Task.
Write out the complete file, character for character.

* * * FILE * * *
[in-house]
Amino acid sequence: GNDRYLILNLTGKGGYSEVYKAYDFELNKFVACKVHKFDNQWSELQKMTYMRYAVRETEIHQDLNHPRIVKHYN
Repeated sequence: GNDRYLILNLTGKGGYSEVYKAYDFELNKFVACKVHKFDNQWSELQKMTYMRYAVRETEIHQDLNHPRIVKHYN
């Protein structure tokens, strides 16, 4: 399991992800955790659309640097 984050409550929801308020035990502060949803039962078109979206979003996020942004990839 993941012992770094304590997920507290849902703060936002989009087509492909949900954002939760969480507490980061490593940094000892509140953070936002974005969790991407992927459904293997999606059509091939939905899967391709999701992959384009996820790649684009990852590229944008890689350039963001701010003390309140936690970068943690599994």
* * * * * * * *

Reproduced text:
[in-house]
Amino acid sequence: GNDRYLILNLTGKGGYSEVYKAYDFELNKFVACKVHKFDNQWSELQKMTYMRYAVRETEIHQDLNHPRIVKHYN
Repeated sequence: GNDRYLILNLTGKGGYSEVYKAYDFELNKFVACKVHKFDNQWSELQKMTYMRYAVRETEIHQDLNHPRIVKHYN
């Protein structure tokens, strides 16, 4: 399991992800955790659309640097 984050409550929801308020035990502060949803039962078109979206979003996020942004990839 993941012992770094304590997920507290849902703060936002989009087509492909949900954002939760969480507490980061490593940094000892509140953070936002974005969790991407992927459904293997999606059509091939939905899967391709999701992959384009996820790649684009990852590229944008890689350039963001701010003390309140936690970068943690599994």